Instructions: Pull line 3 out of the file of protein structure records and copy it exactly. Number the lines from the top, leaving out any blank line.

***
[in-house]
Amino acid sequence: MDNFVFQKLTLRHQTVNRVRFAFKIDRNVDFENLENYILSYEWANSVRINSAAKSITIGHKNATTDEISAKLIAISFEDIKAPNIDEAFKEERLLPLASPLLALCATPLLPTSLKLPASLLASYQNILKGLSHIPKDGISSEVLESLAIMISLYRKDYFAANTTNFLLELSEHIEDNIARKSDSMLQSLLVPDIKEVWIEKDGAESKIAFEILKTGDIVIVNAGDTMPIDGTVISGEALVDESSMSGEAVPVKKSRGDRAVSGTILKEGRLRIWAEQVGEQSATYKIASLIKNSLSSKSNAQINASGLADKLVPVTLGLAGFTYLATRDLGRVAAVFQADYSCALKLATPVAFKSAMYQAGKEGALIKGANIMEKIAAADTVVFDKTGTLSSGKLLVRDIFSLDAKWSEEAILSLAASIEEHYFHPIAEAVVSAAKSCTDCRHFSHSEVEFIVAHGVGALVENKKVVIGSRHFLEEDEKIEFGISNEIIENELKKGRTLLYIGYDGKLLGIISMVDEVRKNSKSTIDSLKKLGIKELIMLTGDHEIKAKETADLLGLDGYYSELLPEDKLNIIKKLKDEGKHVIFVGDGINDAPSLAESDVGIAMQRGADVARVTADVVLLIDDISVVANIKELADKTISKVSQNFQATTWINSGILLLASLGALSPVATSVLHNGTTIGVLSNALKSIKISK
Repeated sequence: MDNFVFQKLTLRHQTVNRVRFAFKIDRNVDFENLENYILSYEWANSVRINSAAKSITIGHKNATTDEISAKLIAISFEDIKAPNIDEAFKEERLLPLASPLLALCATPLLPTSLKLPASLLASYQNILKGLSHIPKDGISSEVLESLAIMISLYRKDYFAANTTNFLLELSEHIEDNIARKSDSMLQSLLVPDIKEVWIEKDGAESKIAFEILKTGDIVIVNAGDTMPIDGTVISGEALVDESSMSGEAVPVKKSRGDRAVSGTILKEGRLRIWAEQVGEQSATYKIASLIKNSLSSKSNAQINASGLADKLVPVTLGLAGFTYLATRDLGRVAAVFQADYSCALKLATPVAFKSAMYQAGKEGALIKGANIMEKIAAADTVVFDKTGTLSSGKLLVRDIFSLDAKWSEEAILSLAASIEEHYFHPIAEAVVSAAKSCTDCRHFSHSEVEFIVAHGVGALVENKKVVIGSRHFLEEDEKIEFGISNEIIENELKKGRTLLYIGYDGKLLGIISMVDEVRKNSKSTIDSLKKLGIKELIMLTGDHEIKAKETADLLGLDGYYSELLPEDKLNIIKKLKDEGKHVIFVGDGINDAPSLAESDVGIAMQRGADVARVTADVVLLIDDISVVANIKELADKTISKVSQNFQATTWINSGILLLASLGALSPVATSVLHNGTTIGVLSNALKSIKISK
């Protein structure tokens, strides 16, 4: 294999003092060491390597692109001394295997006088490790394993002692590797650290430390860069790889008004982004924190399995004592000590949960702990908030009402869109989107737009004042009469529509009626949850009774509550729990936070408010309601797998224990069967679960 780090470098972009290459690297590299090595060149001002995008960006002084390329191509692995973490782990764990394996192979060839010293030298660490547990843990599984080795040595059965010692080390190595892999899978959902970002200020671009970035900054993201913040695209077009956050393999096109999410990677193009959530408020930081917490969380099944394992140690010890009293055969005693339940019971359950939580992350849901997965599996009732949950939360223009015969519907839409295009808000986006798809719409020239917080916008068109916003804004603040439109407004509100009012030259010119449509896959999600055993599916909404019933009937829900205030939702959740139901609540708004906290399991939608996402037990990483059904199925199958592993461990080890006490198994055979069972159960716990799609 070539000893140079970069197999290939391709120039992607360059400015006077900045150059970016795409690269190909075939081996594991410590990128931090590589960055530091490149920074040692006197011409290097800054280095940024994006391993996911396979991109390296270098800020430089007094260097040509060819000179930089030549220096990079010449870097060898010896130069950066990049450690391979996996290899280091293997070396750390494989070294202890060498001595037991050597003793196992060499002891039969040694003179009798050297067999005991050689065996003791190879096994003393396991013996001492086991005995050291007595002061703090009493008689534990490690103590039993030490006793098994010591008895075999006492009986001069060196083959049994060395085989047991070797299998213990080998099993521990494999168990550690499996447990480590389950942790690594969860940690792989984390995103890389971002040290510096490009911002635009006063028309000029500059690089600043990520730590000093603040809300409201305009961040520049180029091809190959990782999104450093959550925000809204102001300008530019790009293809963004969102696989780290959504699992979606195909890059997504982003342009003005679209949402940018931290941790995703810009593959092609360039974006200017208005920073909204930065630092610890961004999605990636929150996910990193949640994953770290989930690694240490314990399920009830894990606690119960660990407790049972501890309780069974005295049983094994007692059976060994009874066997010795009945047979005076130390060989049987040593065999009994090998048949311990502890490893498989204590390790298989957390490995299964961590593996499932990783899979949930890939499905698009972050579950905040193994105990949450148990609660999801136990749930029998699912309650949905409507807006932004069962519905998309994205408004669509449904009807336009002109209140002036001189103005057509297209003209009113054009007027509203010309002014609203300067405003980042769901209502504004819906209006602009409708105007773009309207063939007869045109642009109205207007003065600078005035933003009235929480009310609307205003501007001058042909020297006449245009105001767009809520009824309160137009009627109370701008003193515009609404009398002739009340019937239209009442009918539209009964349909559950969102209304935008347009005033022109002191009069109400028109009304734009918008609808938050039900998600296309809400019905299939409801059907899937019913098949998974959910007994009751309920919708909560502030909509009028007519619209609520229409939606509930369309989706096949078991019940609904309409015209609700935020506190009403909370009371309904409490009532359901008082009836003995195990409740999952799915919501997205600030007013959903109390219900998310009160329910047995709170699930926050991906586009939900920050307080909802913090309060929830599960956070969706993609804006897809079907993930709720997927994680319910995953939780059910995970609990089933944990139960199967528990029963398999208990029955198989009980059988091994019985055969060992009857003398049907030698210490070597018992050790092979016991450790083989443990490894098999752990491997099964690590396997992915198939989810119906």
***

Repeated sequence: MDNFVFQKLTLRHQTVNRVRFAFKIDRNVDFENLENYILSYEWANSVRINSAAKSITIGHKNATTDEISAKLIAISFEDIKAPNIDEAFKEERLLPLASPLLALCATPLLPTSLKLPASLLASYQNILKGLSHIPKDGISSEVLESLAIMISLYRKDYFAANTTNFLLELSEHIEDNIARKSDSMLQSLLVPDIKEVWIEKDGAESKIAFEILKTGDIVIVNAGDTMPIDGTVISGEALVDESSMSGEAVPVKKSRGDRAVSGTILKEGRLRIWAEQVGEQSATYKIASLIKNSLSSKSNAQINASGLADKLVPVTLGLAGFTYLATRDLGRVAAVFQADYSCALKLATPVAFKSAMYQAGKEGALIKGANIMEKIAAADTVVFDKTGTLSSGKLLVRDIFSLDAKWSEEAILSLAASIEEHYFHPIAEAVVSAAKSCTDCRHFSHSEVEFIVAHGVGALVENKKVVIGSRHFLEEDEKIEFGISNEIIENELKKGRTLLYIGYDGKLLGIISMVDEVRKNSKSTIDSLKKLGIKELIMLTGDHEIKAKETADLLGLDGYYSELLPEDKLNIIKKLKDEGKHVIFVGDGINDAPSLAESDVGIAMQRGADVARVTADVVLLIDDISVVANIKELADKTISKVSQNFQATTWINSGILLLASLGALSPVATSVLHNGTTIGVLSNALKSIKISK